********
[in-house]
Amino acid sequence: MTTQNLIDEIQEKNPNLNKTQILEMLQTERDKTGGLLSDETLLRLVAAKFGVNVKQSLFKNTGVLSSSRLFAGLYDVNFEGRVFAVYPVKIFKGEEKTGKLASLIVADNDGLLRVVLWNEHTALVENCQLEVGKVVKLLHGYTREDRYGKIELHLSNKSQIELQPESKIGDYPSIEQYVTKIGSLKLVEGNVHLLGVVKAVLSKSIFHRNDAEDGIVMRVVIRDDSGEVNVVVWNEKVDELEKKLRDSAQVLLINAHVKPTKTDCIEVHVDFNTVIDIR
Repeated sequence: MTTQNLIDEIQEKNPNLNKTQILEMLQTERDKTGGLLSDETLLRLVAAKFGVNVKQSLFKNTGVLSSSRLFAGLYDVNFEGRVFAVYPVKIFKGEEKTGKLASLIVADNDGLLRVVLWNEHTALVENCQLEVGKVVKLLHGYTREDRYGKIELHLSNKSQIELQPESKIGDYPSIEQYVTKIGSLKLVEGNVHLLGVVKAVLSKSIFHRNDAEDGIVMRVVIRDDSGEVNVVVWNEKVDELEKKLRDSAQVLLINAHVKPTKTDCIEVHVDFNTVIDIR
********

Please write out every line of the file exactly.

[in-house]
Amino acid sequence: MTTQNLIDEIQEKNPNLNKTQILEMLQTERDKTGGLLSDETLLRLVAAKFGVNVKQSLFKNTGVLSSSRLFAGLYDVNFEGRVFAVYPVKIFKGEEKTGKLASLIVADNDGLLRVVLWNEHTALVENCQLEVGKVVKLLHGYTREDRYGKIELHLSNKSQIELQPESKIGDYPSIEQYVTKIGSLKLVEGNVHLLGVVKAVLSKSIFHRNDAEDGIVMRVVIRDDSGEVNVVVWNEKVDELEKKLRDSAQVLLINAHVKPTKTDCIEVHVDFNTVIDIR
Repeated sequence: MTTQNLIDEIQEKNPNLNKTQILEMLQTERDKTGGLLSDETLLRLVAAKFGVNVKQSLFKNTGVLSSSRLFAGLYDVNFEGRVFAVYPVKIFKGEEKTGKLASLIVADNDGLLRVVLWNEHTALVENCQLEVGKVVKLLHGYTREDRYGKIELHLSNKSQIELQPESKIGDYPSIEQYVTKIGSLKLVEGNVHLLGVVKAVLSKSIFHRNDAEDGIVMRVVIRDDSGEVNVVVWNEKVDELEKKLRDSAQVLLINAHVKPTKTDCIEVHVDFNTVIDIR